KMU chair Elmer Labog, in a statement, said they presented facts and testimonies that would "concretize a nationwide pattern of attacks versus trade unions and labor leaders.”
“We will make sure that the investigating panel will look into the string of government policies in place to demonize and liquidate unions, specifically Oplan Bantay Laya I and II,” he added.
Labog added that the police and military have been vilifying unions by tagging leaders and members as "terrorists" and communists." This, he said, was also in violation of Convention 87.
He said in Cebu, the photos of 30 active members of the Anita’s Home Bakeshop Workers Union, which federated under KMU, were posted on the company bulletin board and labeled as “troublemakers” and “a terrorist group.”
A rally was even held against the union at the labor department by the anti-communist partylist group Alliance for Nationalism and Democracy (ANAD) in connivance with the management, according to the KMU. Leaflets were distributed tagging the AHBWU as a “communist organization.” Placards carried by ANAD also called for the scrapping of the union’s registration.
In Antipolo, Rizal, Labog said the military’s 16th Infantry Battalion transformed a day-care center near a Gokongwei-owned piggery farm into a military encampment and has launched an anti-union educational campaign.
He said members of the 16th IB recently visited the houses of officers of the local union in Robina Farm, threatening their lives if they were found to be members of the Communist Party of the Philippines and its armed wing, the New People’s Army.
In Compostela Valley, members of the 28th Infantry Battalion held assembly meetings in August 2005 inside the packing plants of the Fresh Banana Plantation, telling workers not to participate in the local union Nagkahiusang Mamumuo sa San Jose (NAMASAN). The 28th IB also discouraged workers from joining unions federated under KMU.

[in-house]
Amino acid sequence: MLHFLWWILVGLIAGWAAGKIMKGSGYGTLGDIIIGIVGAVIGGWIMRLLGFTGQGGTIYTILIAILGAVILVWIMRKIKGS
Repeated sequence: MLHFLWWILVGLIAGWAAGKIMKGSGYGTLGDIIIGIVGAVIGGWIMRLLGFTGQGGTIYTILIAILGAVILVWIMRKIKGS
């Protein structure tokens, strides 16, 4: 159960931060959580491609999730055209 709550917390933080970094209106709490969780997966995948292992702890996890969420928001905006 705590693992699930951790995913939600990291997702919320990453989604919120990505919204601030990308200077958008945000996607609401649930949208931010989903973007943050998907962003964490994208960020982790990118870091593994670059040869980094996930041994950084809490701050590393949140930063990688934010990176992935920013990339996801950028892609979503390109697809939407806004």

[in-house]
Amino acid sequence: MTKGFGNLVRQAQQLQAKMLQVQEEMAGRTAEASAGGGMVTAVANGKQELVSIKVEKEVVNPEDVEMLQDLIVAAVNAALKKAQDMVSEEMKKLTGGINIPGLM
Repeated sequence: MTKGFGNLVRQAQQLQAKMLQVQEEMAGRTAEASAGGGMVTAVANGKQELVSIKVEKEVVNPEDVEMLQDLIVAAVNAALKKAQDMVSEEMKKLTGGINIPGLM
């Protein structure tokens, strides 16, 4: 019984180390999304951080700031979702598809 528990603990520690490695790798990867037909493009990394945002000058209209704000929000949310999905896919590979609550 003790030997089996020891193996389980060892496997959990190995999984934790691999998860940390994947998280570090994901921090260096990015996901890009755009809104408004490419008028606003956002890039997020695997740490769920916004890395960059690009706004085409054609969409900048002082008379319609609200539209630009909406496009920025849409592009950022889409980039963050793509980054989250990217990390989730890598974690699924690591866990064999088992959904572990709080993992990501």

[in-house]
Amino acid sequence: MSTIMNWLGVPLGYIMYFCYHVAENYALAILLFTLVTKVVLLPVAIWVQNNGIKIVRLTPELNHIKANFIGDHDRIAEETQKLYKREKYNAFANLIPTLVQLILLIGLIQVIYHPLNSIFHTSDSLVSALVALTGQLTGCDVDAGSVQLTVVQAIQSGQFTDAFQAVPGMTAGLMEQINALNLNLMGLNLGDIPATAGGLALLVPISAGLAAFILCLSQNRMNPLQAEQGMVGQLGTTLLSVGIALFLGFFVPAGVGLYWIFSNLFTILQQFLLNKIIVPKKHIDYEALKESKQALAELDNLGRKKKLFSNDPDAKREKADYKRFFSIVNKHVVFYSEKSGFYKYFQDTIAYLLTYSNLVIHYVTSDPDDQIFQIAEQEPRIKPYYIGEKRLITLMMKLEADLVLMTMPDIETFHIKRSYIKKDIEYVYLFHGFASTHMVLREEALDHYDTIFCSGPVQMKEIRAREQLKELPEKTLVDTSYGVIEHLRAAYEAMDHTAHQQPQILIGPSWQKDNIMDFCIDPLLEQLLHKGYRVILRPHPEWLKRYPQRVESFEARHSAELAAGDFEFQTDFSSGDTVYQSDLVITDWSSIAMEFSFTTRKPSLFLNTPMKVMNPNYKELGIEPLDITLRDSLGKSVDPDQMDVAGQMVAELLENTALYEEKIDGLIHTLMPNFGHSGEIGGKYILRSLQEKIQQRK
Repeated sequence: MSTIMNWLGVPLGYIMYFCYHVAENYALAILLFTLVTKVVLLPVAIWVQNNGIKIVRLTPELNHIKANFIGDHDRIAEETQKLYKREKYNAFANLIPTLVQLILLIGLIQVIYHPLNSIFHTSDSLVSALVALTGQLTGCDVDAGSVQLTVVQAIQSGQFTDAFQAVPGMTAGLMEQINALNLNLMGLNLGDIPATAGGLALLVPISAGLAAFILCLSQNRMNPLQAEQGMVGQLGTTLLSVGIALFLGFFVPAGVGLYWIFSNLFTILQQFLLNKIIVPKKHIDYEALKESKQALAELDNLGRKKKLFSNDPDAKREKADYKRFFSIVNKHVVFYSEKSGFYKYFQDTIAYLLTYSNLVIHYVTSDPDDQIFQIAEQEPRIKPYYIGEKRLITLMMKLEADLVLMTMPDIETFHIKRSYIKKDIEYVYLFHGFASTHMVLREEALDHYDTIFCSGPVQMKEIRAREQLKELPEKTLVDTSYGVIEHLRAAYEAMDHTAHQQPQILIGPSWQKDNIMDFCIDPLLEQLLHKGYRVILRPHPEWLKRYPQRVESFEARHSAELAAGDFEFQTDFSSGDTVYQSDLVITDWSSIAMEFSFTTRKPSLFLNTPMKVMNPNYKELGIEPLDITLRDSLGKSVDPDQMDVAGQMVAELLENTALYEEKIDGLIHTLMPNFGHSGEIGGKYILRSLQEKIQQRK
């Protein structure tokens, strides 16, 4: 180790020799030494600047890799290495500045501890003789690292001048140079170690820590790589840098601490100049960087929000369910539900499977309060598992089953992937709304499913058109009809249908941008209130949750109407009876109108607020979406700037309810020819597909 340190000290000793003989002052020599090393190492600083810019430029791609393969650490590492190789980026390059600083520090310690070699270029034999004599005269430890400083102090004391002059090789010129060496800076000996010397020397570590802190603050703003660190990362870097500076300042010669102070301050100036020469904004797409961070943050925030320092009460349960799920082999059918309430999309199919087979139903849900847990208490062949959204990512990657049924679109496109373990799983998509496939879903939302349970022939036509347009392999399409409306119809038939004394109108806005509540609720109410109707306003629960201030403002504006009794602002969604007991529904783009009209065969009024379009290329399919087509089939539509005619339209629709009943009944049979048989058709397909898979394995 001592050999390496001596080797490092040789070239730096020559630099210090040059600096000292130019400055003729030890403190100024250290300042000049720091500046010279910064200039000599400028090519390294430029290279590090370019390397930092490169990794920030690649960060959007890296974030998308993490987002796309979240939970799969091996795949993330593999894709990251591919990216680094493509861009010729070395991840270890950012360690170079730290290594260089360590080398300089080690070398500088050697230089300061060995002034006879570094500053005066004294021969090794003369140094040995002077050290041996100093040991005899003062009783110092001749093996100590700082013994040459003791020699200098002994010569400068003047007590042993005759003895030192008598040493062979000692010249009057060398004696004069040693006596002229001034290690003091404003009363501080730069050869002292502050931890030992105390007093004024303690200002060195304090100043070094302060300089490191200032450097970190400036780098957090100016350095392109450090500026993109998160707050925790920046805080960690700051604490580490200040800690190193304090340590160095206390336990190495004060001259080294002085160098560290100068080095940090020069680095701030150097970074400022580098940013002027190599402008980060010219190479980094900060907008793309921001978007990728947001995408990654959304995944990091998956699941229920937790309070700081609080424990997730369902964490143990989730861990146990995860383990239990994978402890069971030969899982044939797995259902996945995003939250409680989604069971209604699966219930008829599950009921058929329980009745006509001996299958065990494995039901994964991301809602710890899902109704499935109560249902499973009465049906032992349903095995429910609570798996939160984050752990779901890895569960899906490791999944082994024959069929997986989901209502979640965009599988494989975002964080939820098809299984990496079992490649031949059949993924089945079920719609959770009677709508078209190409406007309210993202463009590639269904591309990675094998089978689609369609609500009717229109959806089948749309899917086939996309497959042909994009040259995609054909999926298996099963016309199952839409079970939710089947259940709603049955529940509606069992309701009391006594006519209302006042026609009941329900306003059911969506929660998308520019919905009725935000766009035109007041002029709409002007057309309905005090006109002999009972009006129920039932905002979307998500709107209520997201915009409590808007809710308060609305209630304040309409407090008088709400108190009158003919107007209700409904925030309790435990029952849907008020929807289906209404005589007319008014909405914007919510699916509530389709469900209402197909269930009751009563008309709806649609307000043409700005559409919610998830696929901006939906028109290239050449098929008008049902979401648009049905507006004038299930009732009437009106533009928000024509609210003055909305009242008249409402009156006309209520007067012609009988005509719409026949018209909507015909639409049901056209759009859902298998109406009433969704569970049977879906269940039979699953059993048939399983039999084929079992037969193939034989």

“Witnesses and co-workers of victims hope the ILO representatives will recommend the prosecution of members of government agencies who took part in the attacks against trade unions,” Labog said.
The KMU was hopeful that ILO would recommend the necessary political and economic sanctions against the Arroyo administration for “clearly” violating international and local labor laws.
The moderate Trade Union Congress of the Philippines, meanwhile, focused on various reforms that the executive and legislative departments could do in order to bolster the protection of workers’ rights to organize.
The TUCP paper presented to the team, a copy of which was provided to the INQUIRER, stated that many principles enshrined in Convention 87 have yet to be realized under a 2007 law, Republic Act No. 9481, which amended provisions of the Labor Code of the Philippines governing labor organization.
The TUCP recommended the following:
* That new rules restricting the formation of unions be reviewed or scrapped. It also observed that union officers still risked “undue harassment” by employers while they were submitting their charter certificates and supporting documents for setting up a union. But the TUCP pointed out that Article 2 of Convention 87, provided that the right to establish labor groups shall be without previous authorization, including that of the government.
* That the Department of Labor and Employment’s power to assume jurisdiction over labor disputes be defined. The Labor Code allows intervention in companies engaged in “essential services,” but TUCP said these should only be limited to electric and water companies and hospitals.
* That the policies on dismissing unionists, regulation of the election of union officers, and the prohibition for unions to accept foreign assistance without the government’s consent, be reviewed.
* That the guidelines on the conduct of police and military personnel and private security units be strictly applied so as not to disrupt union activities.
* That ILO assist in delineating labor-related killings from those not related to labor activities.
* That the Philippine government come up with a formal mechanism for consultation and dialogue with trade unions to address the problem of extrajudicial killings, enforced disappearances and human rights violations.
* That the effects of the Republic Act 9372 or the Human Security Act of 2007, and the impact of contractualization, outsourcing and the flexible work arrangements due to the global crisis be studied.